Last Friday, a security dog named Grizz was shot after he escaped on to the tarmac at Auckland Airport.
The incident triggered an international outcry, with many asking why the situation couldn't have been resolved differently.
The response shows the affection we have towards these working dogs, which (along with other animals) have become commonplace in airports, in a variety of roles ranging from drug detection to therapy.
Here are just some of the different kinds of animals earning their keep in airports around the world:
Dogs are airport veterans - we've been seeing them around for years, resisting the urge to pat them while hoping they won't get too interested in our suitcases. But at some airports, there are dogs you're actually encouraged to cuddle.
Particularly in the United States - where air travel can be stressful, to say the least - airport therapy dogs are becoming more commonplace. At San Francisco Airport, the "Wag Brigade" was launched in 2013, with a whole range of adorable pups to make you feel a little better when you've just missed your flight.
And just to take it to the next level, the Brigade added its first non-canine member last year: Lilou, the therapy pig. She's even had her nails painted for the occasion.
Ranking: 8/10 pawprints. Who hasn't needed therapy in an airport before?
Garden variety llamas
At Chicago's O'Hare airport, the landscaping is looked after by a team of more than 40 goats, sheep, llamas, donkeys and alpacas from a nearby animal shelter. They've been keeping the vegetation under control for four years.
You'll also find llamas at Portland International Airport - but here they're used as bodyguards. Goats maintain the vegetation, while the llamas were brought in to protect the goats from coyotes.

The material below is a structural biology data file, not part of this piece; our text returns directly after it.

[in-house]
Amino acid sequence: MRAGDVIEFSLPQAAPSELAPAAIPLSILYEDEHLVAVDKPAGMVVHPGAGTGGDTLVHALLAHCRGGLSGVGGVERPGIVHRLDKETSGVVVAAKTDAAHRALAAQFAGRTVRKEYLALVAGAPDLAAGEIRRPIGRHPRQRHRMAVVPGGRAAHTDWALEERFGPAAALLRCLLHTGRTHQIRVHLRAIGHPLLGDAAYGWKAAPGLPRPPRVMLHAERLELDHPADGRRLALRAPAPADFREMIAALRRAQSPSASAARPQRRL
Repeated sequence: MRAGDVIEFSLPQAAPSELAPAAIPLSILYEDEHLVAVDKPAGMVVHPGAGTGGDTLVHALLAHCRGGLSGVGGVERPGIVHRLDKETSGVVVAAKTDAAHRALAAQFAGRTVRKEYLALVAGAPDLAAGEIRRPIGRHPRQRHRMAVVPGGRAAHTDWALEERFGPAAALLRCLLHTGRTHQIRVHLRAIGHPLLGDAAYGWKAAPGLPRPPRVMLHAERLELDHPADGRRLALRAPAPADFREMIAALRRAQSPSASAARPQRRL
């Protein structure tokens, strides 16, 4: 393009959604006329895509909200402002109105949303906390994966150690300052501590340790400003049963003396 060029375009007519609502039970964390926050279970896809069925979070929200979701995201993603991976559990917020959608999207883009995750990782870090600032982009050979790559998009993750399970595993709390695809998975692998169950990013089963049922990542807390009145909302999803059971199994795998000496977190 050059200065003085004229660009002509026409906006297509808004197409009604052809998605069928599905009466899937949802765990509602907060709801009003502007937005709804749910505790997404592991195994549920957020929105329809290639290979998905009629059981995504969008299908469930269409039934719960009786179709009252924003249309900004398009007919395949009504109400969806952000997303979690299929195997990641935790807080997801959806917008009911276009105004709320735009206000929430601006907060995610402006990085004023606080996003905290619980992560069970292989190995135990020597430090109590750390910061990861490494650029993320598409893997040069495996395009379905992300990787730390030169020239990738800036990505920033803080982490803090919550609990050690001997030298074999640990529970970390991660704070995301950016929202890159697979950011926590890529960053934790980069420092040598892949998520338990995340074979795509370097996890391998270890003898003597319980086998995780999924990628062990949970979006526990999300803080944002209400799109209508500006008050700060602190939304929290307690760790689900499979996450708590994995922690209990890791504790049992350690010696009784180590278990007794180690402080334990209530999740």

An airport goat was also spotted on the runway at Kathmandu International Airport last year and a passenger plane was forced to abandon its landing and initiate a "goat-around". The goat turned out to be a member of the airport security team and was caught before any further incident could occur.
Ranking: 6/10 pawprints. An important job, but not very glamorous.
While not strictly a staff member, Olly the one-eared ginger cat became a beloved mascot for Manchester Airport after she wandered in back in 2007. Workers named her Olly after Olympic House, the main office block of the airport, and built her a special kennel outside.
Olly became so famous she even had a plane named "Olly cat baby" after her. She died in 2015, with travellers from arund the world expressing their grief.
Ranking: 9/10 pawprints. Olly made a lot of people happy, RIP.
It seems there's no better way to fight the dangers of bird strike with more birds. Falcon Environmental Services is contracted to airports around the US and Canada, using the birds of prey to direct other birds away from jet engines.
"A falcon guarantees results every time," owner Mark Adam told Wired magazine. "The local birds know that our animals are eaters and they're going to be lunch."
Ranking: 10/10 pawprints. Falcons are cool, especially when they're taking out lesser birds.
When it comes to detecting explosives, an Israeli security firm is thinking smaller. A proposed system by X-Test uses mice to sniff out terrorists - and the company claims the tiny creatures can detected explosives more efficiently than humans, dogs or machines.
Rather than having mice run all over passengers and their luggage, they're contained in special cages at security check points where they can discreetly check for certain substances. The mice can be trained to identify and signal when they find a threat.
Ranking: 5/10 pawprints. Seems like too much potential trouble.